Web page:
First Name is Steven,” among others. He has guest starred on numerous TV programs.

Cranston continues to pursue his love for theater whenever possible. Credits include:

“The God of Hell,” “Chapter Two,” “The Taming of the Shrew,” “A Doll's House,” “Eastern

Standard,” “Wrestlers,” “Barefoot in the Park” and “The Steven Weed Show,” for which he won

a Drama-Logue Award.

Cranston is also a dedicated screenwriter and director. He wrote the original romantic

drama, “Last Chance” as a birthday gift for his wife, Robin Dearden, and directed and starred in

the film. Cranston has also directed several episodes of “Malcolm in the Middle,” the Comedy

Central pilot “Special Unit” and episodes of “Breaking Bad.” He also recently directed an

episode of “Modern Family.”

In early 2011, Cranston served as executive producer and star of an exclusive online

series called “The Handlers” for The comedic short series followed Cranston as the

character Jack Powers and his race to win a seat on the State Senate.

Cranston also produced an instructional DVD called “KidSmartz,” which is designed to

educate families on how to stay safe from child abduction and Internet predators. “KidSmartz”

raises money for the National Center for Missing & Exploited Children.

JESSICA CHASTAIN (Gia) is coming off a banner year in which she starred in seven

feature films, won more than 35 critics awards and was nominated for Golden Globe, Screen

Actors Guild, Independent Spirit and Academy Award Academy Awards.

Chastain became a breakout star with her role in the critically acclaimed film “The Help.”

As Celia Foote, she was an insecure Southern lady in Jackson, Mississippi constantly trying to fit

in with the high society women who reject her.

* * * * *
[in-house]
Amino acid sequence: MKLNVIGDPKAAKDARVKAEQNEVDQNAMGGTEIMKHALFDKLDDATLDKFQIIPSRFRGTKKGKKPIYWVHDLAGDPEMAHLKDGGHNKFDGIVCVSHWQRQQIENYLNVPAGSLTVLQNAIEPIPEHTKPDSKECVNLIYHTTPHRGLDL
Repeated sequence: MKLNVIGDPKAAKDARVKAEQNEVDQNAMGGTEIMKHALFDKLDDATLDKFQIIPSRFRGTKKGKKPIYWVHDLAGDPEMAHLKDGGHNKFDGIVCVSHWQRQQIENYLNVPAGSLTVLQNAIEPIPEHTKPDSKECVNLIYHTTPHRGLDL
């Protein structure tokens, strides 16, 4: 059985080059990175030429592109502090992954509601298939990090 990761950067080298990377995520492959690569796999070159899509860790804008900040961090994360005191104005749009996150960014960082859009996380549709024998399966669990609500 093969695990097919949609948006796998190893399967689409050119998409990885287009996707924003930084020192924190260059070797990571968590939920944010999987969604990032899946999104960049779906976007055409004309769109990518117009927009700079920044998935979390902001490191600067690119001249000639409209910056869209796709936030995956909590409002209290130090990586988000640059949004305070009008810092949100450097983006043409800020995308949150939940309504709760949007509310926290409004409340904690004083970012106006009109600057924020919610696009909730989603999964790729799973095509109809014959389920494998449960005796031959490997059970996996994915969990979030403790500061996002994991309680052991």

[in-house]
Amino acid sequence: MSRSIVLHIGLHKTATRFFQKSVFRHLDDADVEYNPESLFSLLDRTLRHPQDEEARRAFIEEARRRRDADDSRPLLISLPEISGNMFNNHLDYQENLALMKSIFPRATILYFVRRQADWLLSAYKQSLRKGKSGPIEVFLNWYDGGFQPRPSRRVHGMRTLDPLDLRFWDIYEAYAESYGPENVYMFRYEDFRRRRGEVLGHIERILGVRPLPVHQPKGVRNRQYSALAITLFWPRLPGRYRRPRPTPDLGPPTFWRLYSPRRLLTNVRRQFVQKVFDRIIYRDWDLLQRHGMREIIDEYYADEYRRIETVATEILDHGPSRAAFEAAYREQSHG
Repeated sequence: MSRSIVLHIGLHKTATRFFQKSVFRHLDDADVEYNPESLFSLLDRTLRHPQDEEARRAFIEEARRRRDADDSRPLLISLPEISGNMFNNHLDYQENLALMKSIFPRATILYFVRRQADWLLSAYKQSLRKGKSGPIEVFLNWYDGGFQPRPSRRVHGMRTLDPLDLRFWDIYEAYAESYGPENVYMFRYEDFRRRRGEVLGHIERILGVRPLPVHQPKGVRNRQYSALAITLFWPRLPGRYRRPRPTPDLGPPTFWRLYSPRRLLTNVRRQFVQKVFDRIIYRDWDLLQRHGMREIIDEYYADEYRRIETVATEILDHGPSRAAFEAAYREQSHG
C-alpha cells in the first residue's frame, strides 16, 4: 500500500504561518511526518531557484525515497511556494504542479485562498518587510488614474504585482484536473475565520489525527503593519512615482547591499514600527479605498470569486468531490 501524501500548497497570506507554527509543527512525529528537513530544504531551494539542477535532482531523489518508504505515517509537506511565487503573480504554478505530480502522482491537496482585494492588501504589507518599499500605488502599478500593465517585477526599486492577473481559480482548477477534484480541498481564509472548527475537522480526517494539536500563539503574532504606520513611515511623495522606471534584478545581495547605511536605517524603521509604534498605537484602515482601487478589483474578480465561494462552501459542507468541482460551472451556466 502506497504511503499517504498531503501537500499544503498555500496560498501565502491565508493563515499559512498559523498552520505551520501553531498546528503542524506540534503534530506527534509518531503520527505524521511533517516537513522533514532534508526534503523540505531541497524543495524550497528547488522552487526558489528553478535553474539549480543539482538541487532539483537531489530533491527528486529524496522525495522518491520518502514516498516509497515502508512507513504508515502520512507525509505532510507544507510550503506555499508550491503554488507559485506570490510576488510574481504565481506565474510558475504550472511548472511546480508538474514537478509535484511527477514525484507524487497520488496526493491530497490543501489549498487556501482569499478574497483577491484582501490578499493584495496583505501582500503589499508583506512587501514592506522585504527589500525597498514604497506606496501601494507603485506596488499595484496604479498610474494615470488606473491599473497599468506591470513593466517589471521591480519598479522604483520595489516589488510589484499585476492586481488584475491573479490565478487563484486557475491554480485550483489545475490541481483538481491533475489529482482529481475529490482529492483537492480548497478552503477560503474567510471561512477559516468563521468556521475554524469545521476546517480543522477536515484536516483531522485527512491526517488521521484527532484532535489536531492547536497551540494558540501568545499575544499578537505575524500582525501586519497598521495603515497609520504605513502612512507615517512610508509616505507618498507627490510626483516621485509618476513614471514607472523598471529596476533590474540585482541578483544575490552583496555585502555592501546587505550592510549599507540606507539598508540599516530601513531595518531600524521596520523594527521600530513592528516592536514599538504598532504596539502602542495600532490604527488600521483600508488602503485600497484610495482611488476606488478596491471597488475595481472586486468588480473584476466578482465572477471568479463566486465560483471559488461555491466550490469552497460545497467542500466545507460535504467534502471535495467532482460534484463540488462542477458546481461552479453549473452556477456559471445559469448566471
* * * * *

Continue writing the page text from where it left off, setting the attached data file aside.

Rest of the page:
Her portrayal of the gentle and gracious Mrs. O’Brien in Terrence Malick’s “The Tree of

Life” also brought Chastain favorable notices. Playing opposite Brad Pitt as Mr. O’Brien, the

story concerns the loss of innocence as seen through the eyes of a man whose parents are played

by Chastain and Pitt. The film was shot in Texas in early 2008 and released in May 2011.

The year was rounded out by roles in “The Debt,” in which she played a Mossad agent in

the 1960s (portrayed later in the film by Helen Mirren); in “Take Shelter,” as the wife of a man

consumed with hallucinations and nightmares; in the modern adaptation of Shakespeare’s

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“Coriolanus,” opposite Ralph Feinnes; and in “Texas Killing Fields” as a detective working in a

town plagued by a serial killer. In 2008, she made her feature film debut as the titular character

in “Jolene,” based on an E.L. Doctorow short story, but the film wasn’t released until last year,

making it the seventh film in which audiences saw Chastain perform in 2011.

Chastain’s busy streak shows no signs of slowing. She recently finished working opposite

Rachel Mc Adams and Javier Bardem in Terrence Malick’s next film, which is due in theaters

later this year, and is currently filming Kathryn Bigelow’s feature about the Navy Seal team that

tracked down and killed Osama Bin Laden. The film is slated for release on December 19, 2012.